The World Needs to Quit Coal. Why Is It So Hard?   November 24, 2018 | Scientific American | Somini Sengupta  Moving away from coal-fired power is crucial to achieving carbon emissions targets worldwide, but coal is what Sengupta calls “a powerful incumbent.” Last year, global coal consumption and production actually increased. Abundant, cheap, and compatible with existing energy infrastructure, coal remains an appealing option for many corporations and political entities despite its devastating environmental impacts. Asia is leading the coal expansion effort, with China, consumer of half the world’s coal, at the helm with new coal projects in 17 countries. -AD   Crude Just Had its Worst Month in a Decade, and its Next Move Depends on Saudi Arabia and Trump   CNBC | December 2, 2018 | Keris Lahiff  Last month, oil prices fell to the lowest in a decade in the wake of President Trump’s sanctions against Iranian oil and decreased exports to China as a result of the ongoing trade war. The Organization of Petroleum Exporting Countries (OPEC) will decide its next move at a meeting on Thursday, though it’s suspected that they will pull over a million barrels from the market in an attempt to restore prices. What happens depends on whether Saudi Arabia heeds Trump’s request to keep production open. Though Saudi Arabia will most likely act in their own economic interest, some countries are hesitant to cut production for fear of losing their market share. -AA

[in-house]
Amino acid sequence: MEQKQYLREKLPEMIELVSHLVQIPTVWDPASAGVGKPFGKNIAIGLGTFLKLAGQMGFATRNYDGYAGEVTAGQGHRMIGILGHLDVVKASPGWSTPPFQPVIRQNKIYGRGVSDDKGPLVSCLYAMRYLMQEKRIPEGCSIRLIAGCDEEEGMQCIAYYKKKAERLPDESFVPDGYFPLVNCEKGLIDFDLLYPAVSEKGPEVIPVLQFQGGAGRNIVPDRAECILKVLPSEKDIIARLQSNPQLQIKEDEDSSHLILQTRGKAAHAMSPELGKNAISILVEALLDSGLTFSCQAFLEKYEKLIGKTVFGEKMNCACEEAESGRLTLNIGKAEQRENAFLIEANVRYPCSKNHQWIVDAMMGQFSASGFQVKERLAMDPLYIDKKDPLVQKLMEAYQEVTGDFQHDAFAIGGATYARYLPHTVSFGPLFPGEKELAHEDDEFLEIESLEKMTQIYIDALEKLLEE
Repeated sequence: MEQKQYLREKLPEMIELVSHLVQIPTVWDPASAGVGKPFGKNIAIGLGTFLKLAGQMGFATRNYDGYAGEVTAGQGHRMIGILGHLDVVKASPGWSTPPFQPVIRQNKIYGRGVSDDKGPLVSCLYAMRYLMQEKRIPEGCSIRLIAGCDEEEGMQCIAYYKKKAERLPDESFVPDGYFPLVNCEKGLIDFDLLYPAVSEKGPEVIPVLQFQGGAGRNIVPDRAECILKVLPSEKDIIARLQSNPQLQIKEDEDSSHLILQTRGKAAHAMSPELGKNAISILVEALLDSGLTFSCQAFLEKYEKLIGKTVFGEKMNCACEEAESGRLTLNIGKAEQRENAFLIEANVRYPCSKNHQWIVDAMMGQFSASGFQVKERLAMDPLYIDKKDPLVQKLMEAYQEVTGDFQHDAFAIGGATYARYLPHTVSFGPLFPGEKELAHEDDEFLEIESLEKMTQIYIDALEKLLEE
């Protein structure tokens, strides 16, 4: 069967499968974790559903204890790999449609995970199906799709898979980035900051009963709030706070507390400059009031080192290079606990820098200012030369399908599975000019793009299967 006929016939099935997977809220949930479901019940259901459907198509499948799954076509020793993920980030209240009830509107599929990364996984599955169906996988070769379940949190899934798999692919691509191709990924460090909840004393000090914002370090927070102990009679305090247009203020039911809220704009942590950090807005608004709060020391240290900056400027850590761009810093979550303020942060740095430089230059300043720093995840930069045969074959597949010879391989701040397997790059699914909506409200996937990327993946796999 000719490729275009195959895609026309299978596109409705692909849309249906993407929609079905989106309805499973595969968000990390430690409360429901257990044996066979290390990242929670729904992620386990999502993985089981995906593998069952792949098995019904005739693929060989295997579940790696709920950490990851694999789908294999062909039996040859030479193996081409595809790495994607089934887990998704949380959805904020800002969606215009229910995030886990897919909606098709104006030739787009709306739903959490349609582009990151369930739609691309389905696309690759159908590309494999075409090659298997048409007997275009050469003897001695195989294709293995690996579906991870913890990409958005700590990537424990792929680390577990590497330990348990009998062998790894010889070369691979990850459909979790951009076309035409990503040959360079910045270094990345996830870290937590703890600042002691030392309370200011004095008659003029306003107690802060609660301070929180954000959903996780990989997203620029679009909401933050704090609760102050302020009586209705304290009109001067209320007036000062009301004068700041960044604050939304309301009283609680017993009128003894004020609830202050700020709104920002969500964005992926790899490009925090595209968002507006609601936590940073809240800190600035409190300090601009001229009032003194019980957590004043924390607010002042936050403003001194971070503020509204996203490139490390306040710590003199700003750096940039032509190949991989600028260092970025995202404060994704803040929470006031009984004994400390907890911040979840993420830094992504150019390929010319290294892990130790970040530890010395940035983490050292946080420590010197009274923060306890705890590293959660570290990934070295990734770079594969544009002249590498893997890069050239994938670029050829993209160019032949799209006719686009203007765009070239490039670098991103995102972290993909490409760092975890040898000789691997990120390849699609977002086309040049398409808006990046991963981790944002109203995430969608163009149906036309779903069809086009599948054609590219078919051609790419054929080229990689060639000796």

The World Needs to Quit Coal. Why Is It So Hard?
November 24, 2018 | Scientific American | Somini Sengupta
Moving away from coal-fired power is crucial to achieving carbon emissions targets worldwide, but coal is what Sengupta calls “a powerful incumbent.” Last year, global coal consumption and production actually increased. Abundant, cheap, and compatible with existing energy infrastructure, coal remains an appealing option for many corporations and political entities despite its devastating environmental impacts. Asia is leading the coal expansion effort, with China, consumer of half the world’s coal, at the helm with new coal projects in 17 countries. -AD